The ethical questions are endless. But, for nurses, and other medical professionals treating those with anorexia, they are worth examining.

 

Please note: the information set forth in this post is not representative of the opinion of the author, Melissa Cronin.

 

 

 

 

 

 

 

 

 

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When The Creative Tide is Out: Guest Post by Patrick Ross

Patrick Ross Photo by Marisa Ross.

I’m excited to introduce my first guest blogger and accomplished writer, Patrick Ross, of Committed: A Memoir of the Artists Road. Patrick and I are fellow alums of the Vermont College of Fine Arts, where I had the opportunity to read parts of his powerful account of his journey across the United States to engage with creative individuals. But the book is more than about traveling; it’s about identity, and his journey of self-discovery. Starting on page one, Patrick bravely shares his vulnerabilities and demons. In this post, Patrick takes an honest look at what it means to live the life of an artist.

 

“Here’s a tip for artists who are in it for a lifetime. When the tide is in, write. Wake up at two in the morning if you have to and write. But if the tide is out don’t sweat it. That’s when you get your busywork done.” – Flutist and songwriter Steve “Voice of Golden Eagle” Cox, quoted in Committed: A Memoir of the Artist’s Road (p. 124).

Am I an artist who is in it for a lifetime? I’d like to think so. That was a theme of my travel memoir Committed. While on a cross-country trip interviewing artists of every type who had embraced an art-committed life, I found myself inspired to live the same way. It led me to earn an MFA in Writing and to write Committed. But just how committed am I to that life nearly five years after those interviews?

I interviewed Steve “Voice of Golden Eagle Cox” in Memphis, Tennessee. I thought of him at times as I spent the latter half of 2014 writing nothing more creative than short blog posts. No personal essays. No follow-up books. Nothing.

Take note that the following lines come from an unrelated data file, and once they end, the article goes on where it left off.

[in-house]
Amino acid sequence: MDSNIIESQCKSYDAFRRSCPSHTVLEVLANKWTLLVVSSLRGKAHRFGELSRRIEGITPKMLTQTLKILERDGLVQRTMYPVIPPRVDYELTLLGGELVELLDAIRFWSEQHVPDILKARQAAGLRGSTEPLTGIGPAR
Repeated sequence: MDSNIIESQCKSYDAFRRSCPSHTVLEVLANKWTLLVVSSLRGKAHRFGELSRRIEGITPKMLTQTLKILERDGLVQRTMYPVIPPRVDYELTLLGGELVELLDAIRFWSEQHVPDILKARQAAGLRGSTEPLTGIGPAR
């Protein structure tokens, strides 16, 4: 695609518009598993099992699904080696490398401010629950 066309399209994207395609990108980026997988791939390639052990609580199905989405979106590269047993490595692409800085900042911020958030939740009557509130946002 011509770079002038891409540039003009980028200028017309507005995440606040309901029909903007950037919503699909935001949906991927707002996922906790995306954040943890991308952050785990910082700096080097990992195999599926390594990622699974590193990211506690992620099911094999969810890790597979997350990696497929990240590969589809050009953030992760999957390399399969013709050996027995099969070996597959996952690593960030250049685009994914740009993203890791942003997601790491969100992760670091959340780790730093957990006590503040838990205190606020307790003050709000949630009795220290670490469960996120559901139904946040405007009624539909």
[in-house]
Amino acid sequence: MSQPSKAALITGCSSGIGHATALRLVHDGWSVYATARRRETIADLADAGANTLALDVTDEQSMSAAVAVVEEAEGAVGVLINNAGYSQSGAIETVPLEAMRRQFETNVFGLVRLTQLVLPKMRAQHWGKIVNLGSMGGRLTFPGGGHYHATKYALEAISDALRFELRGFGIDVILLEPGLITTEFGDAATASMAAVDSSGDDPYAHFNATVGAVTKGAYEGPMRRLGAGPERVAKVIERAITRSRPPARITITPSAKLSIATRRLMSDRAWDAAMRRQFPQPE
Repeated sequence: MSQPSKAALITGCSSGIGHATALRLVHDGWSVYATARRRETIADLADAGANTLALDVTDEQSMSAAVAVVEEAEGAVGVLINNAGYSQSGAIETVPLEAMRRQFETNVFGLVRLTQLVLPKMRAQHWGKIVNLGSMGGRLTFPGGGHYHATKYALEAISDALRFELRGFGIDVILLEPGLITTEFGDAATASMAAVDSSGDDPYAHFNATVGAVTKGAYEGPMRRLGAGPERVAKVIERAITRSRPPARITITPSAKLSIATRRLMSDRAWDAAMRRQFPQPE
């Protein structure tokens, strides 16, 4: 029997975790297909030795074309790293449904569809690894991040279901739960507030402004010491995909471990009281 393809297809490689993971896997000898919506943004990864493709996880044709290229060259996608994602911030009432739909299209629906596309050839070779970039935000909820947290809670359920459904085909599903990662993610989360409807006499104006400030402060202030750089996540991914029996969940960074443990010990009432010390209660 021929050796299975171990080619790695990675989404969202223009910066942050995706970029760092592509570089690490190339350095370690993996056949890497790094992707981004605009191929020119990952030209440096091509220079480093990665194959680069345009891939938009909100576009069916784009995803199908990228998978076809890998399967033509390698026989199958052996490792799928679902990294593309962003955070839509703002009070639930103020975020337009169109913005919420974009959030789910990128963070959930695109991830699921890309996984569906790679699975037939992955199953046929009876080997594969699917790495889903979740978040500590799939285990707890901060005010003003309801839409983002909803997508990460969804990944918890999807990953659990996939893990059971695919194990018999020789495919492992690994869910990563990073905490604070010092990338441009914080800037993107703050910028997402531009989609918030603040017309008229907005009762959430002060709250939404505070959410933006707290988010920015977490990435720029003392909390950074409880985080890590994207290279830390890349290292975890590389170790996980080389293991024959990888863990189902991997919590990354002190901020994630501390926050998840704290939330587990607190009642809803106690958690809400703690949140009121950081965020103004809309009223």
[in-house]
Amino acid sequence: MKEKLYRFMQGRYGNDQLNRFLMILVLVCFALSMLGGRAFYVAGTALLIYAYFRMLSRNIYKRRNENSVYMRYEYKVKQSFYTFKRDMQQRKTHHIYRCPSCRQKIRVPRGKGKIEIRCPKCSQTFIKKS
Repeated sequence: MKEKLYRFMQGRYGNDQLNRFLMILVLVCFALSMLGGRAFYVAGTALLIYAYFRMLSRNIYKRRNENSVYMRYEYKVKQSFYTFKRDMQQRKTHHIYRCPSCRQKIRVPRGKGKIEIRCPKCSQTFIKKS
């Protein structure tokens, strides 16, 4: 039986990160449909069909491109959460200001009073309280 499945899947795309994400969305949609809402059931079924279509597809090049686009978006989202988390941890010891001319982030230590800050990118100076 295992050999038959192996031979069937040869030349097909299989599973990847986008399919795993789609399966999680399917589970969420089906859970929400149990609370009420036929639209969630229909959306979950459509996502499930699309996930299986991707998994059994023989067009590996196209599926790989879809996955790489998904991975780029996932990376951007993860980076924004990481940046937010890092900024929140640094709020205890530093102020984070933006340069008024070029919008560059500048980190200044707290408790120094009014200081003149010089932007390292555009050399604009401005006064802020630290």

For a time I had a built-in excuse: Committed was published in October, so there was promotion leading up to its release, then more after its release. When promoting yourself as a writer, who has time to actually write? That frenzy of interviews, guest blogs, readings and book-signings largely came to an end. But still I didn’t write. The tide still wasn’t in.

Steve’s wisdom on the tide of creativity struck me the day he shared it with me, and so it was one of the small morsels from hundreds of hours of interviews that made it into Committed. But at the time I also sensed a lack of drive in Steve. He kept saying he was “open to possibility,” to write more music, to return to the road, to be creative.

I certainly didn’t see myself as superior to him in that scene, as my internal monologue suggests: “I am open right now to possibility in the same way a defeated prey is open to a predator’s jaws. It is an openness grounded in passivity (p. 124).” But as I progressed on my road trip, and became more open to possibility myself, I then found myself driven to seize that possibility.

Near the end of that road trip I interviewed another songwriter, radio DJ Rochelle Smith. Sitting in her Boise, Idaho, studio, she told me it had been a while since she had done any solo performing. “I guess I’m looking for that next project. I’m not sure what is coming, but I feel something is (p. 218).” She had earlier told me that she agreed to the interview because she had asked the universe if she should, and it had said yes. In Committed, I connect her in my mind with my Memphis interview: